CO2 law rejected because of strong mobilisation | gfs.bern

The CO2 law is also rejected because of the strong mobilisation against the drinking water and pesticide initiatives.

13.06.2021 | Tobias Keller, GFS Bern

Opposition to the drinking water and pesticide initiatives was mobilised mainly in rural areas. This mobilisation is probably also responsible for rejection of the CO2 law.

With the No to the CO2 Act, the Federal Council, Parliament and the majority of the parties suffer a painful defeat at the ballot box. The No trend from the preliminary polls could thus not be slowed down even in the last weeks and days before the vote. The No to the CO2 law comes in particular from the very strong mobilisation in the countryside due to the two agricultural bills. Our analysis of all communes shows: The more today’s voter turnout is above the average of the last 5 years, the clearer the No to the CO2 law will be. The broad opposition to the drinking water and pesticide initiative in rural areas, which was strongly mobilised by the campaign, is thus likely to have dragged the CO2 law down with it today.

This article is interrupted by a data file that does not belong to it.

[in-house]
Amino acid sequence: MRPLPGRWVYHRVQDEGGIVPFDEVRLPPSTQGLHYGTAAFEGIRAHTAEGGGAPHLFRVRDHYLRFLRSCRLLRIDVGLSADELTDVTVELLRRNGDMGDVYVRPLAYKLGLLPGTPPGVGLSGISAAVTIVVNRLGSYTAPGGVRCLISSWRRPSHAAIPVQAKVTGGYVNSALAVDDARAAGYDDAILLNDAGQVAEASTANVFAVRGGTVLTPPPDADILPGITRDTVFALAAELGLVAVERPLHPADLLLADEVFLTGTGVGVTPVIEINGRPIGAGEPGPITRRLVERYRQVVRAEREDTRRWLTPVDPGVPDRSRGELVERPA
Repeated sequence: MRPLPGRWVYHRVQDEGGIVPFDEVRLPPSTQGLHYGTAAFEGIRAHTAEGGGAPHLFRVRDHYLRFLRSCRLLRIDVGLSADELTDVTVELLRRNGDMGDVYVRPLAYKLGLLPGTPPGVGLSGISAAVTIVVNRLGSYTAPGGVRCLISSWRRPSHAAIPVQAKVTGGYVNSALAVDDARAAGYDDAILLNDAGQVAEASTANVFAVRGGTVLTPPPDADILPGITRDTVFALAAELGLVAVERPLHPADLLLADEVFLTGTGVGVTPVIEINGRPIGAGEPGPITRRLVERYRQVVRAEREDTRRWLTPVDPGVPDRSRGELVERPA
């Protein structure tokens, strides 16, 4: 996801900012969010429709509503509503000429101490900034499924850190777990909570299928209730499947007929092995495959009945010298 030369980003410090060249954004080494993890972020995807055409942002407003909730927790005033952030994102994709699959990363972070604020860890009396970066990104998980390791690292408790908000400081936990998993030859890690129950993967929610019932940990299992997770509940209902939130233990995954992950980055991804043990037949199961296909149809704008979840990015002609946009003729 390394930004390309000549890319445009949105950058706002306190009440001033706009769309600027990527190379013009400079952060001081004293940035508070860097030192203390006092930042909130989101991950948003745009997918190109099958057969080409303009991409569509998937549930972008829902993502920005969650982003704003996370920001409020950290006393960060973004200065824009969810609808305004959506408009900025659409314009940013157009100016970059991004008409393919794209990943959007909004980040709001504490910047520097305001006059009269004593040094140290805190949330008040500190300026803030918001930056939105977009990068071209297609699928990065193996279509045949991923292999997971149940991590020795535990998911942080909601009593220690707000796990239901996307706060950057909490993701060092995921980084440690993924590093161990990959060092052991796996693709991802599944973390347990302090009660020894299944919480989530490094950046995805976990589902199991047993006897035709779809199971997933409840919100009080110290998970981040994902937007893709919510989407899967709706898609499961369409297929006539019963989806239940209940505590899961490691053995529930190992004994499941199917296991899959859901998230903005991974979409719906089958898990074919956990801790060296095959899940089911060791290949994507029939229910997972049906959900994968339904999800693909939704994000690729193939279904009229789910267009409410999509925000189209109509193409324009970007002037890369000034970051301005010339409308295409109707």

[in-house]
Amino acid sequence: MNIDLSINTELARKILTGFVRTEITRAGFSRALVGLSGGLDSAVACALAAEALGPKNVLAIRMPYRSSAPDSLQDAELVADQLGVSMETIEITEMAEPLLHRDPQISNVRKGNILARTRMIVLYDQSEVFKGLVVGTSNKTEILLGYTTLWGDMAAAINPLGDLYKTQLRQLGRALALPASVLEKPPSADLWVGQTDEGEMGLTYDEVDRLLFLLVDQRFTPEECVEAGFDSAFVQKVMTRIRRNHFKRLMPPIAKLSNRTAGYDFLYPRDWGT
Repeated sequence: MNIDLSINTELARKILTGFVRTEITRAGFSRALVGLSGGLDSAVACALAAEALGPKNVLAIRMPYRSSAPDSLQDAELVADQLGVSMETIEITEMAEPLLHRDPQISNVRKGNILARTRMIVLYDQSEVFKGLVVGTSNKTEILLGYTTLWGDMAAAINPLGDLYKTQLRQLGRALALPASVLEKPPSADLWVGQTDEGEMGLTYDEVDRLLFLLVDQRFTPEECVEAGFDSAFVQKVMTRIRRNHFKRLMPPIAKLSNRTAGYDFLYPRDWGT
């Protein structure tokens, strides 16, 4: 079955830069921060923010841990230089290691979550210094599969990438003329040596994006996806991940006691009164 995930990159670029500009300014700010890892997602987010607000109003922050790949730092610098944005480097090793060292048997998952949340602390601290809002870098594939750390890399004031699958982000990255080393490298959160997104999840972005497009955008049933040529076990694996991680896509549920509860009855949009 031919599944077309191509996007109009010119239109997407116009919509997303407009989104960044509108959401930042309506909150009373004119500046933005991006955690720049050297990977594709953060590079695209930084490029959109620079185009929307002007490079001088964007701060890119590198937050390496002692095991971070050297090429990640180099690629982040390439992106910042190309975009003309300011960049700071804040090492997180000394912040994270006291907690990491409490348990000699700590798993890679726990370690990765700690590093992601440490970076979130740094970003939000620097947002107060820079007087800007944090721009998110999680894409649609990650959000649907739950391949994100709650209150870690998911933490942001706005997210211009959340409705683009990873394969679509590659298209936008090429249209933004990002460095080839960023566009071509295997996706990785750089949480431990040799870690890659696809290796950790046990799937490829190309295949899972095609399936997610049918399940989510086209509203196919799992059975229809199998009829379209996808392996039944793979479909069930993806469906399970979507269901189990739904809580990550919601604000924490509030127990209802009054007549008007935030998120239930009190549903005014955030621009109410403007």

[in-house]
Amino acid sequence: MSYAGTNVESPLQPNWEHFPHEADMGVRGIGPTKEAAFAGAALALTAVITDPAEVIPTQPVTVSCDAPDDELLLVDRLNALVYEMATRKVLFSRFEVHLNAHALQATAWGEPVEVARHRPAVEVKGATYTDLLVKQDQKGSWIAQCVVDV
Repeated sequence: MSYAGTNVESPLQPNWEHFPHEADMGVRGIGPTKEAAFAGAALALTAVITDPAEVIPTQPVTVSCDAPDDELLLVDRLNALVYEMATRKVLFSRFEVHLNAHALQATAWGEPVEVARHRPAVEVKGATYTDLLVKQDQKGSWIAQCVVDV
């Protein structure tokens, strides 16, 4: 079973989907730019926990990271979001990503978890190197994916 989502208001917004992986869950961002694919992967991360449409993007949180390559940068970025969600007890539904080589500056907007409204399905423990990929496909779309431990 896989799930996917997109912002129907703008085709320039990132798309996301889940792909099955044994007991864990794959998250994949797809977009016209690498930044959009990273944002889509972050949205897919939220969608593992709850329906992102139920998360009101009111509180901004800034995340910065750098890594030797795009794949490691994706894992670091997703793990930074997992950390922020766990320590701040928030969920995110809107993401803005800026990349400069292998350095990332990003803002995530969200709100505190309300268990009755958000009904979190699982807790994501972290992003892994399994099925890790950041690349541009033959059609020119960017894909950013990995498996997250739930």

While the electorate normally supports the position of the authorities at the ballot box, this is not the case today. After the “no” to the AHV reform, the eID proposal and the Hunting Act, the CO2 Act is now the latest addition to the pile of failed proposals from the authorities. Since the lockdown in 2020, 4 out of 10 government bills (40%) have failed. The long-term average of failed proposals since 2000 is 25%. Switzerland presents itself polarised.

Today’s referendum result also shows that the population has little ear for political compromise – even on issues where the pressure of problems is high. The danger of a political blockade on key reform efforts and key concerns of the population according to the CS Worry Barometer is thus very real.

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Differences in voter turnout and No to the CO2 Act

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View of the voting trends for the CO2 act


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Tobias Keller

Tobias Keller

Project manager